Revision on Inorganic chemistry – Polymers
Types of Polymers
Natural polymers – Substances of natural origin, i.e., found mainly in plants and animals. e.g., silk,enzymes, natural rubber, haemoglobin, starch, cellulose, proteins etc.
Synthetic polymers – Prepared in laboratory. Completely man-made polymers. e.g., teflon, dacron, synthetic rubber, nylon- 6,6, etc.
Semi-synthetic polymers – Derived by using natural polymers. e.g., vulcanised rubber, nitrocellulose, cellulose xanthate, etc.
Structure of Polymers
Linear polymers – Monomers are joined together to form straight chains. e.g., PVC, polystyrene, nylons, etc.
Branched chain polymers – Monomers are joined to form irregularly packed polymers having branched chains. e.g., amylopectin, glycogen,starch etc.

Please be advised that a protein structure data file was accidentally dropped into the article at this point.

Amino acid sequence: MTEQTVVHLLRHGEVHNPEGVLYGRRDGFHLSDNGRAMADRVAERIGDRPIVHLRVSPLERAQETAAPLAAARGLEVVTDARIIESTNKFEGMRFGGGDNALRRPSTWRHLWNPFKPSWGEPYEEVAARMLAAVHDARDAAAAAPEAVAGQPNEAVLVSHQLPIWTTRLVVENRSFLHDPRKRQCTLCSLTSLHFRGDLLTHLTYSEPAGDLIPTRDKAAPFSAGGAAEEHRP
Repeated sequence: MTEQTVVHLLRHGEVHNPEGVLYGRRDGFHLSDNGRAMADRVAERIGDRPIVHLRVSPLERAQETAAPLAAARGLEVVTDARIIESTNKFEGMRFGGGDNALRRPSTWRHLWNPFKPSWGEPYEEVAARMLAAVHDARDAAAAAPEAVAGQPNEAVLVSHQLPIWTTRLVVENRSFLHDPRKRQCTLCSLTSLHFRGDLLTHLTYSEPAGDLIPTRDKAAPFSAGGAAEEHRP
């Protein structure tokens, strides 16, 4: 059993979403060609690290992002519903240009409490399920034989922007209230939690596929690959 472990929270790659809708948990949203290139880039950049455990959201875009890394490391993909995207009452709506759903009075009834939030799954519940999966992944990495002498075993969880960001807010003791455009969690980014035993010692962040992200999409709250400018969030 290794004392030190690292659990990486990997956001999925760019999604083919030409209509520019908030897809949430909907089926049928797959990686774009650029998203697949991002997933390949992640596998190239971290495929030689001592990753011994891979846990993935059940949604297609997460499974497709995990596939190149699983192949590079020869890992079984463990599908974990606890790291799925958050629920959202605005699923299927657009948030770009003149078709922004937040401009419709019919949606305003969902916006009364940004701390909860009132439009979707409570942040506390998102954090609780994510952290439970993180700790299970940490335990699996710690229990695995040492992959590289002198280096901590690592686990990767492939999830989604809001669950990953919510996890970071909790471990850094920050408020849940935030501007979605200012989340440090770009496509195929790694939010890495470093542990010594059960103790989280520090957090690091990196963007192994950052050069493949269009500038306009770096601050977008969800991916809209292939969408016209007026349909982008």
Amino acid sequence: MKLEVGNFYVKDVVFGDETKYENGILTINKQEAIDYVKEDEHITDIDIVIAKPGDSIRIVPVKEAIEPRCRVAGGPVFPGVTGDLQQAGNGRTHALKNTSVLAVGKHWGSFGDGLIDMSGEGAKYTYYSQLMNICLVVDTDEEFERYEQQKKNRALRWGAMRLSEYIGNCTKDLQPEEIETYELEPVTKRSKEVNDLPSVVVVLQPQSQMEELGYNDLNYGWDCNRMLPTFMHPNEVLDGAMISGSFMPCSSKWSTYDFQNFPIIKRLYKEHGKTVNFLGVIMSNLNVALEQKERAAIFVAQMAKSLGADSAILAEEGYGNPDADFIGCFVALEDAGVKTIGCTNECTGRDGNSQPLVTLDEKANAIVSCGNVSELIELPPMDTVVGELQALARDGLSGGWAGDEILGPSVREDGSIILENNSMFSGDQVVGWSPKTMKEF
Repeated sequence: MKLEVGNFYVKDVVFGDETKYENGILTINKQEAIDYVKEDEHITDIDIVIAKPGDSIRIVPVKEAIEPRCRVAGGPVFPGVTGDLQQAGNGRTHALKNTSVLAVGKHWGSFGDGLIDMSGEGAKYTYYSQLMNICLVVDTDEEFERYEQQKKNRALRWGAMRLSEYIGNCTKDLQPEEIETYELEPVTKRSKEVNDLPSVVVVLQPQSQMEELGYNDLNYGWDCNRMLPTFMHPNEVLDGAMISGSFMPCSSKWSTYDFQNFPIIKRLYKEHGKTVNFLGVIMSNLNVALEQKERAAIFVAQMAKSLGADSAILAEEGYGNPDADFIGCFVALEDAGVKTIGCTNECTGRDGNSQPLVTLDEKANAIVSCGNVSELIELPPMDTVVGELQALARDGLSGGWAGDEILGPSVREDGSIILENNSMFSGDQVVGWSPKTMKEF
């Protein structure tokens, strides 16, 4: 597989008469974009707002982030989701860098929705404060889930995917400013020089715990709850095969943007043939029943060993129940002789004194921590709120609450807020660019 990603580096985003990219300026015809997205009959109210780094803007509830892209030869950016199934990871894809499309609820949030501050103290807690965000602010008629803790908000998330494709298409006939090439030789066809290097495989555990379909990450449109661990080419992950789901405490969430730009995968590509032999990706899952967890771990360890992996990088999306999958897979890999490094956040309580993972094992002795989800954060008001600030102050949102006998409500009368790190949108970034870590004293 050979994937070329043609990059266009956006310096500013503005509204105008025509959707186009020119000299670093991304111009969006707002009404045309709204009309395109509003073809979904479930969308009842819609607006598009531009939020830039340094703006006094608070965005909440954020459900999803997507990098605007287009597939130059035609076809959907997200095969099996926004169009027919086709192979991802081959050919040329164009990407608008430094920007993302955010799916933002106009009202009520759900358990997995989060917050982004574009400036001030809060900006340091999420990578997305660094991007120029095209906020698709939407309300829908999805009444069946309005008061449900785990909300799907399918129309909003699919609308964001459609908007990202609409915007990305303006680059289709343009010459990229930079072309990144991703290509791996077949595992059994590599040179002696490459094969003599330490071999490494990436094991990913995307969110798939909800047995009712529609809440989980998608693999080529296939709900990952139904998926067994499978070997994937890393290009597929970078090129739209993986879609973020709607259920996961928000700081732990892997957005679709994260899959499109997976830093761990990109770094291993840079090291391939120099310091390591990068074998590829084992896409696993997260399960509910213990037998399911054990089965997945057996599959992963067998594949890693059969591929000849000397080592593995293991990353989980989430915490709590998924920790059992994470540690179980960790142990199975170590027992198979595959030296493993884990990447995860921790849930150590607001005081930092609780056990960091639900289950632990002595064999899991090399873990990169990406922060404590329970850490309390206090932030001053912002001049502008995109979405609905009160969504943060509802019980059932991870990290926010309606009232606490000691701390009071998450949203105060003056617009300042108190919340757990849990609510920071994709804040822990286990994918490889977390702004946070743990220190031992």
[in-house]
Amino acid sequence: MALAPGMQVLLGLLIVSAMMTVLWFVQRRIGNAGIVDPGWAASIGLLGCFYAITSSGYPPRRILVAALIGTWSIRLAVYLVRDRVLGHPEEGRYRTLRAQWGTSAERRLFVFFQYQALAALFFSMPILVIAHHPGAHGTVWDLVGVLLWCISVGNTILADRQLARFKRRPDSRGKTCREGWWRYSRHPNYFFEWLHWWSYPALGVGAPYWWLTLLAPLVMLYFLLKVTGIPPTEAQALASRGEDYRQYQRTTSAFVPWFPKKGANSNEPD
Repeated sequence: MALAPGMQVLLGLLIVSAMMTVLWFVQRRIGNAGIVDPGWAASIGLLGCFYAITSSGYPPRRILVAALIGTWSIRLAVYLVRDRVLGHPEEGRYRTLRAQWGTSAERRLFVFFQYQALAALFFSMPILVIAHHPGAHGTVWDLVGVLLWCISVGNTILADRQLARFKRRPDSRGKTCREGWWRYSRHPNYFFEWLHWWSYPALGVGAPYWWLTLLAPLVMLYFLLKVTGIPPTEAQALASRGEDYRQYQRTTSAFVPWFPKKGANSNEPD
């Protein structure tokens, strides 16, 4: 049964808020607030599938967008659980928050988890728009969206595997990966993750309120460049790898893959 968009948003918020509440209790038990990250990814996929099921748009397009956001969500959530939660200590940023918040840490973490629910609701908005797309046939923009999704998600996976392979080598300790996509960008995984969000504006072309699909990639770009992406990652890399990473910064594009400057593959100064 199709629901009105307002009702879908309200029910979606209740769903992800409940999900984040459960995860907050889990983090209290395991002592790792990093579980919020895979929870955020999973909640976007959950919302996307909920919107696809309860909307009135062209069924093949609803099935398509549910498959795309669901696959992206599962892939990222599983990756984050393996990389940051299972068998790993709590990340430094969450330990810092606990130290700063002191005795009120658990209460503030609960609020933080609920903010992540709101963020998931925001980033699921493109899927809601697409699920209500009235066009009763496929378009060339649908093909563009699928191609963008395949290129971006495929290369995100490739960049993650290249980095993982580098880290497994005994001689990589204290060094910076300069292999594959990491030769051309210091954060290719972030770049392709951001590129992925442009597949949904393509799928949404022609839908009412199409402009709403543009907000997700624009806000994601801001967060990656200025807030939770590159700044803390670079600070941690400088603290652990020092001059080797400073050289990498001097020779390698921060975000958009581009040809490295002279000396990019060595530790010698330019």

Cross-linked polymers – Initially formed linear polymer chains are joined together to form a three dimensional network structure. e.g., bakelite, melamine formaldehyde resin (melmac), etc.
Elastomers – Very weak intermolecular forces and possess elastic characters. e.g., natural rubber, buna-S, etc.
Fibres – Quite strong intermolecular forces like hydrogen bonds. Used for making fibres. e.g., nylon-6,6, polyacrylonitrile (orlon), etc.
Thermoplastics – Neither very strong nor very weak intermolecular forces. Do not have any cross-links between chains. Can be easily moulded on heating. e.g., polypropylene, polystyrene, etc.
Thermosetting plastics – Extensive cross-links are formed between polymeric chains on heating. Undergo permanent change. e.g., bakelite, resin, etc
Addition polymers – Formed by addition of monomers without elimination of byproducts e.g., PVC, polythene, etc.
Condensation polymers – Formed by combination of monomers with elimination of simple molecules like water, alcohol, ammonia, etc. e.g., dacron, nylon-6,6, etc.